In the 90th minute, Mikel Arteta finally had to start enjoying himself. Hard work, sacrifice, suffering: most of the time, these are the foundation stones of the Arteta method. You work, you fight, you suffer, and if you’re lucky you get to do it all again in five days. Even in the closing stages here, as Arsenal gleefully toyed with Tottenham and the Emirates lapsed into calypso mode, Arteta had lost none of his skittish focus: still urging his team forward, still whirling his arms round and round like a damaged toy.
But as Kieran Tierney let fly from distance, almost scoring a spectacular fourth at the death, something in Arteta finally broke. As he turned to his bench, he melted into a broad, shimmering smile. It was the moment he realised – possibly the last man in the stadium to do so – that after 13 long days of waiting and worrying, of running through the permutations of this game over and over again in his mind, everything was going to be fine.
When you are operating at Arteta’s rarefied level, these moments are vanishingly scarce. The week is consumed by strategy and anxiety; the day itself disappears in a torrent of emotion and adrenaline. By Monday, maybe earlier, the glow of victory has already given way to the next thing. Bodø/Glimt on Thursday, Liverpool next Sunday. Lose those two and you’re back in crisis. Sorry, those are just the rules.
So these are the moments that need to be cherished. Not as a statement of intent or as a stepping stone to where you want to be, but as a triumph in its own right, a fleeting outbreak of pleasure in a world that seems intent on making you miserable, even a vindication of sorts. And whether they win or do not win, this has perhaps been the greatest achievement of Arteta’s Arsenal to date: the ability to grow happiness.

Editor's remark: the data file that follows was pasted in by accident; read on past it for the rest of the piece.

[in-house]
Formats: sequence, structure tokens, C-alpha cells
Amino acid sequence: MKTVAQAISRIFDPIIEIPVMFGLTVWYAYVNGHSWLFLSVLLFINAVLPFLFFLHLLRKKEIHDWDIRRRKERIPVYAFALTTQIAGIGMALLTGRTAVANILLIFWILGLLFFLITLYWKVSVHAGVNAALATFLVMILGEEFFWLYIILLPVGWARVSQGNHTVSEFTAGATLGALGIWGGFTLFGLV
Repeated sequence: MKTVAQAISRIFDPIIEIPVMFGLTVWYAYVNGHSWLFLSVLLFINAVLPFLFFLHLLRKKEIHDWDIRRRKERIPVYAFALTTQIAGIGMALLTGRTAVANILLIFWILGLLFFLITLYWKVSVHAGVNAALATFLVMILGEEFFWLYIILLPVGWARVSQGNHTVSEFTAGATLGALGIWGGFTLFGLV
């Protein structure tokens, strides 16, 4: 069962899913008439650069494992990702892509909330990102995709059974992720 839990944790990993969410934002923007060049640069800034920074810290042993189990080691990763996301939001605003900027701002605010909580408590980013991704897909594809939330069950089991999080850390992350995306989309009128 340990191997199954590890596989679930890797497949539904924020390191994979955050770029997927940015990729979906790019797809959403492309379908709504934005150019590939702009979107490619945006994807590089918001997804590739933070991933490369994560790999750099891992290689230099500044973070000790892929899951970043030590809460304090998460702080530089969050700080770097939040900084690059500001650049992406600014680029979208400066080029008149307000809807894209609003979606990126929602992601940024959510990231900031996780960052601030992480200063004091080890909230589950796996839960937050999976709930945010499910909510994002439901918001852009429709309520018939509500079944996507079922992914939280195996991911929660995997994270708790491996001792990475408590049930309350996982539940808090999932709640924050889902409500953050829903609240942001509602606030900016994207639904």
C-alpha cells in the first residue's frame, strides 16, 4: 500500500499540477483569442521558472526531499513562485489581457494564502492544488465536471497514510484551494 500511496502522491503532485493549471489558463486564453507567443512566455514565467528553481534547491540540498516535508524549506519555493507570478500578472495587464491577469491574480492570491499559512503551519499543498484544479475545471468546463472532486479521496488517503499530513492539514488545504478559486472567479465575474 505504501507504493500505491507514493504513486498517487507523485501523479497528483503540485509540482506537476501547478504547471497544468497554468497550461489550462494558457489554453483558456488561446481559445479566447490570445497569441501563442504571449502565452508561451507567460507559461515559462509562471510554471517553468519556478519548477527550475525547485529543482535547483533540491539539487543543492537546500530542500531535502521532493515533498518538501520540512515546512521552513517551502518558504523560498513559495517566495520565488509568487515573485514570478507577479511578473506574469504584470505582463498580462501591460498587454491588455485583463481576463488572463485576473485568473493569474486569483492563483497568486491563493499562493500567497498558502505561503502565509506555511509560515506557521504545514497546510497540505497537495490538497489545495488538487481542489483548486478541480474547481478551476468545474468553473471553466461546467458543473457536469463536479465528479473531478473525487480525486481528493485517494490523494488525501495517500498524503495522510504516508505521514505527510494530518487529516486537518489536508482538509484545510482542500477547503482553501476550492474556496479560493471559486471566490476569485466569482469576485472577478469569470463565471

There are many differences between Arsenal and Tottenham right now, but perhaps this feels the most basic of them. Do Tottenham genuinely look as though they’re having fun? Results have been good. There is a system, a method, a plan, a collective buy-in, five shouting Italians on the bench to enforce order. But with the possible exception of 20 lawless minutes against Leicester, there has been precious littlejoy to them.
You might argue that this is the Antonio Conte way, and he has the medals to back it up. Tottenham finished above Arsenal last season playing a very similar kind of football, and may yet do it again. But which of these two clubs would you rather be supporting right now? Which side would you rather play in? Whose arm would you rather have draped around your shoulder in the warm aftermath of victory?
To an extent this is a matter of personal taste, and certainly the divergence here made for a fascinating clash of styles: Arsenal’s high-wire attacking act against Tottenham’s high-wire defensive rearguard. You felt, on some level, that this is what Conte’s Tottenham want. The claustrophobia, the close contact, the pheromones of danger. They draw in tighter, clench like a fist, and then punch you with it.
For a while, it worked. After going an early goal down, Harry Kane’s penalty against the run of play felt like the ideal platform for a Tottenham burglary. So what do you do in these moments? You trust the process. You trust that if you create enough pressure, keep taking risks, eventually you get what you came for. And when you do it feels all the more satisfying, because in a way it is a reward for your faith.
And really, this whole project is one giant leap of faith. If Tottenham have taken a sharply pragmatic turn in recent years, Arsenal have spurned it like a treacherous friend. Where might pragmatism have got this Arsenal team? Pragmatism means you ditch Granit Xhaka a couple of years ago. Pragmatism means you give Nicolas Pépé as many chances as he needs. Pragmatism means you sign an experienced international goalkeeper rather than the guy relegated with Sheffield United. Pragmatism means you approach these games in a spirit of caution. Pragmatism means you sack Arteta after last season’s start. In fact, pragmatism means you don’t hire Arteta at all. Pragmatism gets you Max Allegri. Which, to be fair, lots of Arsenal fans wanted at the time.
There was no guarantee that any of this would go right. There still isn’t. But maybe that part doesn’t matter just yet. For as autumn sun dappled the pitch and the stands shook with song and Arteta took his curtain call in front of the North Bank, you got the feeling this was a memory that would stick: a moment of grace and communion as precious as any silver pot.